The best offer I could get yesterday was 450,000. I haggled and explained and showed off the warranty, even tried to get some cooing started, but everyone had poker faces on and was insisting that I would get no more than 200,000 anywhere else, but they were willing to be generous. I paid a full million dong for the bike about five months ago, and have kept it in pretty good shape, replacing a tire here and adjusting the kickstand there. Plus I had all the paperwork with me, ready to show off, which I did, to back up my asking price of 800,000. Now honestly, a thirteen dollar loss after owning a bike for five months is very, very good. I know that vehicular things depreciate like heck as soon as you breath on them. But I figured, if I start at eight hundred, I could probably get six hundred by the time bargaining was done, and that would be fine. I learned this in Ben Thanh market, actually. The salesgirls habitually start the numbers at about four times what they think you’ll pay. Then you chip away at your end, and they chip away at their end, and you make a few walk-away attempts, and they call you back, and eventually, with much eye rolling, they let you pay one fourth of whatever they had started with. Or one half, if you haven’t been charming enough or it’s a new moon or something or you’re the first or last customer of the day. Who knows. Sometimes you’ll go from being almost violently persuaded to part with your money at one stand, and refused outright at the next. There’s something going on there, but I haven’t figured it out yet. It’s usually an older lady who just looks at you out of the sides of her eyes and gives the old wavy hand gesture, and you know that for some reason, she’s not going to sell you a sandwich or a pineapple or anything, no matter how much money you’re willing to give up. It’s a mystery.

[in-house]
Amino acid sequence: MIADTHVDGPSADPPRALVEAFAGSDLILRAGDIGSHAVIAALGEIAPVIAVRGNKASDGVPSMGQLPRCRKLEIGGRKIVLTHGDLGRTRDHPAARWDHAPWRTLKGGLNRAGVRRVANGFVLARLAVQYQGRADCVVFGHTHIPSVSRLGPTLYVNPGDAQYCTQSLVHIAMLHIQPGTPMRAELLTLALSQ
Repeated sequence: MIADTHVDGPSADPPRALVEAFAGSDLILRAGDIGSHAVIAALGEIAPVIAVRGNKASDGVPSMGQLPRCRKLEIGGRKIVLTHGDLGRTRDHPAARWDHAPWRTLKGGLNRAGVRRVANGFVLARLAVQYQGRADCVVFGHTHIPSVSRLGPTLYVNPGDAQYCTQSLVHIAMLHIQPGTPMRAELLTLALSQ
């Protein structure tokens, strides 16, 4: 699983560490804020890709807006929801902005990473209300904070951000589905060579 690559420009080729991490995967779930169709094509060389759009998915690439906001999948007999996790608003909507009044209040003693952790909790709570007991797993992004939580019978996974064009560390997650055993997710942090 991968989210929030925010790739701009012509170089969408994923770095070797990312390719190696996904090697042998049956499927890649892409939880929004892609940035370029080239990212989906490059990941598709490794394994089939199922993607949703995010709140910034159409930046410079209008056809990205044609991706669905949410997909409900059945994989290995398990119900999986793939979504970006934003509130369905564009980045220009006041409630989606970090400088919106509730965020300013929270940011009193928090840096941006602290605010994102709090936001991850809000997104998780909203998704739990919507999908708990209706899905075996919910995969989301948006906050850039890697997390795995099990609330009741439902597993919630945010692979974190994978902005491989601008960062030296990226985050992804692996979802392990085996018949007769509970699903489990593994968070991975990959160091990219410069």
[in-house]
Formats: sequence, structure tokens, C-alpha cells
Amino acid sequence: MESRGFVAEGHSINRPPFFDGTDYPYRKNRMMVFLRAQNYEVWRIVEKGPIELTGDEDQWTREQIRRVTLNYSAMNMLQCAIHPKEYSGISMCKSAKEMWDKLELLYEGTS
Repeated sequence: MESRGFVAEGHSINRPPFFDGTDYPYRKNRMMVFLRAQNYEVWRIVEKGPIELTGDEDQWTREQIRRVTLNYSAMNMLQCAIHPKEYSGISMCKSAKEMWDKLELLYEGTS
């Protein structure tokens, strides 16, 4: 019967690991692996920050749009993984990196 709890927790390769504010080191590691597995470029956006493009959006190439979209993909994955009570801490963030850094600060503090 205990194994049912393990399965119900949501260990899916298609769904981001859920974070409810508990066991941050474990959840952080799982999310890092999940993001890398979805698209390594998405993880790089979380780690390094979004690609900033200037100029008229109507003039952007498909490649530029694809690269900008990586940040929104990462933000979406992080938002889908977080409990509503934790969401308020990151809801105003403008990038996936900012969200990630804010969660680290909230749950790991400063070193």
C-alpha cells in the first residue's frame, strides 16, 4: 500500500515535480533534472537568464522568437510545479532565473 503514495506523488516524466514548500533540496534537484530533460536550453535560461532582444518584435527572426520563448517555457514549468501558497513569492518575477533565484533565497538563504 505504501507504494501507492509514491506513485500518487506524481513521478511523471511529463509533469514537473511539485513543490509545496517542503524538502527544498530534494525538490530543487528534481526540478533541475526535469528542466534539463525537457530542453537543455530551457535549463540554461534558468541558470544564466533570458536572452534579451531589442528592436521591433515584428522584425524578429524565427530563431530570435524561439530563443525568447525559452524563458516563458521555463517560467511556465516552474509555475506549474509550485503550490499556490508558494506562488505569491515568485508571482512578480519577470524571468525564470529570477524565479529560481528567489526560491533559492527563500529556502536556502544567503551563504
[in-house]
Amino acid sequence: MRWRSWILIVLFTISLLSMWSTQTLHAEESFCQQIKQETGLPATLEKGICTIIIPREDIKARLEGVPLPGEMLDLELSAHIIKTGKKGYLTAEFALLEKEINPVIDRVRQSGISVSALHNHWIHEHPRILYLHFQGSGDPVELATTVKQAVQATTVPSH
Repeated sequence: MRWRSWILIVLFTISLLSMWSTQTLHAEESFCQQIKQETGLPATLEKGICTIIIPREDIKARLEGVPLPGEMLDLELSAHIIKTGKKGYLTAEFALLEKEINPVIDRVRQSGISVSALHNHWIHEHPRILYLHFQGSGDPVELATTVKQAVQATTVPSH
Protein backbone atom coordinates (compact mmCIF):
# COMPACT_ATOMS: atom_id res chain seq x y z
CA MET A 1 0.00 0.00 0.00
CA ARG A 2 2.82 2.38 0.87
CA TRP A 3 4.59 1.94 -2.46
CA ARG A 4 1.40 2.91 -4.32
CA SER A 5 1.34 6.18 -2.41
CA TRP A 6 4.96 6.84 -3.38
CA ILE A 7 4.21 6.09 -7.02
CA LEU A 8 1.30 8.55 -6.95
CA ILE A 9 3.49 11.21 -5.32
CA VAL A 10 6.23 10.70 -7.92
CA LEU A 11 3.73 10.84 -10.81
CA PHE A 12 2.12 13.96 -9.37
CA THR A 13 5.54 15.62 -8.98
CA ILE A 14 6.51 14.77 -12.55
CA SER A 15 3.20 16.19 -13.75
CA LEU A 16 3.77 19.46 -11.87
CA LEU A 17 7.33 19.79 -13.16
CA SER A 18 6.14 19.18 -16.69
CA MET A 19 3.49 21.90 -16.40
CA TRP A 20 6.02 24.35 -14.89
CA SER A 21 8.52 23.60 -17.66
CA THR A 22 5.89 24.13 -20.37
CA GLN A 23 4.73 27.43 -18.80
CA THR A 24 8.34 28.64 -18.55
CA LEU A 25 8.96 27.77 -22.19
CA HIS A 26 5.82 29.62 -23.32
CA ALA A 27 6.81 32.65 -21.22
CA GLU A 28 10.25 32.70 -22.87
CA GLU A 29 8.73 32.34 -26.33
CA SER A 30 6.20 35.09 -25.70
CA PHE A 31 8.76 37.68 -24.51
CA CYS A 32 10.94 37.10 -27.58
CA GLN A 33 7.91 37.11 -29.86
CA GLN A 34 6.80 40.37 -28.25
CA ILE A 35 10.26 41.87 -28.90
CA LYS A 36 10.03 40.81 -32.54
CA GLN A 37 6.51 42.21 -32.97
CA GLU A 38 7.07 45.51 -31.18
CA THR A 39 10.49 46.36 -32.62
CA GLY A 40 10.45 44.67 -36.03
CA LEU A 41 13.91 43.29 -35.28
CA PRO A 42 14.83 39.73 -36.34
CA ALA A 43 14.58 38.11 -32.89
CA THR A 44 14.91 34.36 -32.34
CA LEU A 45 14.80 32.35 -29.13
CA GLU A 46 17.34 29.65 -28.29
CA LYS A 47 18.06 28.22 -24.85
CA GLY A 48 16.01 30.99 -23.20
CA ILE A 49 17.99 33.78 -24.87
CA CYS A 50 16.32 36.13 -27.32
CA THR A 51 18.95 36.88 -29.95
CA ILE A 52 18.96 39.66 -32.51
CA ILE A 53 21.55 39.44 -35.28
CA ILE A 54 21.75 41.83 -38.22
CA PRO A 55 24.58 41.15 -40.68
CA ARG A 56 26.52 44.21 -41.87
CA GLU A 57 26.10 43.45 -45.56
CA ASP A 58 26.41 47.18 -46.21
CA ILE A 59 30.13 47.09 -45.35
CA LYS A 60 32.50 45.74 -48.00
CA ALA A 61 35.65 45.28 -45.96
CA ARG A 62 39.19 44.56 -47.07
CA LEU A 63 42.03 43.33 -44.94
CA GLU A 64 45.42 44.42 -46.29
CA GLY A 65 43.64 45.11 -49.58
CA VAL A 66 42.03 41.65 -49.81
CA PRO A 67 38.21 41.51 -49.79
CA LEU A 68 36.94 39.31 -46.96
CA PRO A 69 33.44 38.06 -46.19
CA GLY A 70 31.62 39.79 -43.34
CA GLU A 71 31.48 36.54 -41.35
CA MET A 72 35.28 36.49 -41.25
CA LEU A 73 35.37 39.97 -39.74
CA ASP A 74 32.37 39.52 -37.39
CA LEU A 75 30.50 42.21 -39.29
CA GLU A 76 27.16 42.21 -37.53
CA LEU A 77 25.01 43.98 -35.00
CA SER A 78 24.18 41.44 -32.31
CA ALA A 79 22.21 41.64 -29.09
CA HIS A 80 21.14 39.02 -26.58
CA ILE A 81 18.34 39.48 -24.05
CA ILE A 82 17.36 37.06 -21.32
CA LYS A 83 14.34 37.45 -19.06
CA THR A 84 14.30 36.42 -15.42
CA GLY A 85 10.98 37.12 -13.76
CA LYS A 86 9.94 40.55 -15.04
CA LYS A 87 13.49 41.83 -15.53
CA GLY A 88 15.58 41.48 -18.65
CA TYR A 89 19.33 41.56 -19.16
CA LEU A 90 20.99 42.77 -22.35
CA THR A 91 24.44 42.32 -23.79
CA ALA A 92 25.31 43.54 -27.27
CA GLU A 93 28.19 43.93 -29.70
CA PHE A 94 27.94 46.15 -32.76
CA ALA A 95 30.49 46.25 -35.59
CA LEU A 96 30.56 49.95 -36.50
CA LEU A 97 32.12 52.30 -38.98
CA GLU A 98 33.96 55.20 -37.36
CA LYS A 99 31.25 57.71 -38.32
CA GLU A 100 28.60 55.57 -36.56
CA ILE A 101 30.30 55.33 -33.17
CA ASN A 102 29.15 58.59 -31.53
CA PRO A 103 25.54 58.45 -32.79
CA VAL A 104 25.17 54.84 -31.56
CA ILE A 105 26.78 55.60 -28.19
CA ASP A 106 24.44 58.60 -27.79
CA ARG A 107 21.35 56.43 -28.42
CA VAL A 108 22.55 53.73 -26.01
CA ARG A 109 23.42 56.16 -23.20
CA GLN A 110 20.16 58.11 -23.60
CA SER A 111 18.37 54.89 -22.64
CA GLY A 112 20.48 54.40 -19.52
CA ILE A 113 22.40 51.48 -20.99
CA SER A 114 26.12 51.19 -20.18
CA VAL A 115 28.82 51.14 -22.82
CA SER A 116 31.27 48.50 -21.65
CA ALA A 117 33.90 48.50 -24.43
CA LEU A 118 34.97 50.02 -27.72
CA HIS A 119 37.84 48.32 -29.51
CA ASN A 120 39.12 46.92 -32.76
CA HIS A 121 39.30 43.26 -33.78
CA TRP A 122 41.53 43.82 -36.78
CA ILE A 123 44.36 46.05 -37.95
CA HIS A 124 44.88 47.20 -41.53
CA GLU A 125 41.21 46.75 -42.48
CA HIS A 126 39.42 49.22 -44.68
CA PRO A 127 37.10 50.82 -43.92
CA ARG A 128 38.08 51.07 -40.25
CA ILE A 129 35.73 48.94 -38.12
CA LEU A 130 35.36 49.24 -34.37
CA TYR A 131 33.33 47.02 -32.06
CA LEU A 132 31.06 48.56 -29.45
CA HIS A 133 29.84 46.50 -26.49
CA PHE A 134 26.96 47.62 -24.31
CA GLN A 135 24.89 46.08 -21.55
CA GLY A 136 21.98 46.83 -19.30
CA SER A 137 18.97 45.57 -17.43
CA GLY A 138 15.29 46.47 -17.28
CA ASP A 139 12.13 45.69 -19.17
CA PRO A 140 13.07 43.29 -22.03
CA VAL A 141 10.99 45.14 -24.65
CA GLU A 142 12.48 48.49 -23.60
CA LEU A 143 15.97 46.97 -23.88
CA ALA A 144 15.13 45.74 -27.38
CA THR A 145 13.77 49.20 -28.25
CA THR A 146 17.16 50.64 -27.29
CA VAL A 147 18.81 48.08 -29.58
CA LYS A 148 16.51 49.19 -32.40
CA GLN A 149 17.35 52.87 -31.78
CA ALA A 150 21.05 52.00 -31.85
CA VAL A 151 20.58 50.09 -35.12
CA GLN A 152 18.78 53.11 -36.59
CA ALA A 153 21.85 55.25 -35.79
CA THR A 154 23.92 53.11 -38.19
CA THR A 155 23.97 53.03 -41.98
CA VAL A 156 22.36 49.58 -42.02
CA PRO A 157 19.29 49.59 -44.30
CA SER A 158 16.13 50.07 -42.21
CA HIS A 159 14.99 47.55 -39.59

So today I rode my bike to meet my friend Lindsay for lunch at the Black Cat, one of my favorite places to go for a healthy lunch. We’re happily tucking into lentil soup, carrot juice, and green salad, when the owner’s wife approaches me and asks about the bike. I barely manage to swallow to begin my sales pitch when she’s agreed to buy it for my asking price, 800,000 dong. Uh, sure! I blather on happily about all the bike’s sweet little features, but it doesn’t matter anymore—the money’s in my hand, and I am now an ex-bike owner. A little sad, but not really. I’ve got pictures. I’ll remember the good times. And to reward myself for being so ambitious with the sum on the front of the bike, I go buy really good souvenirs for family at home. They deserve it. They taught me how to ride a bike, and how to make signs.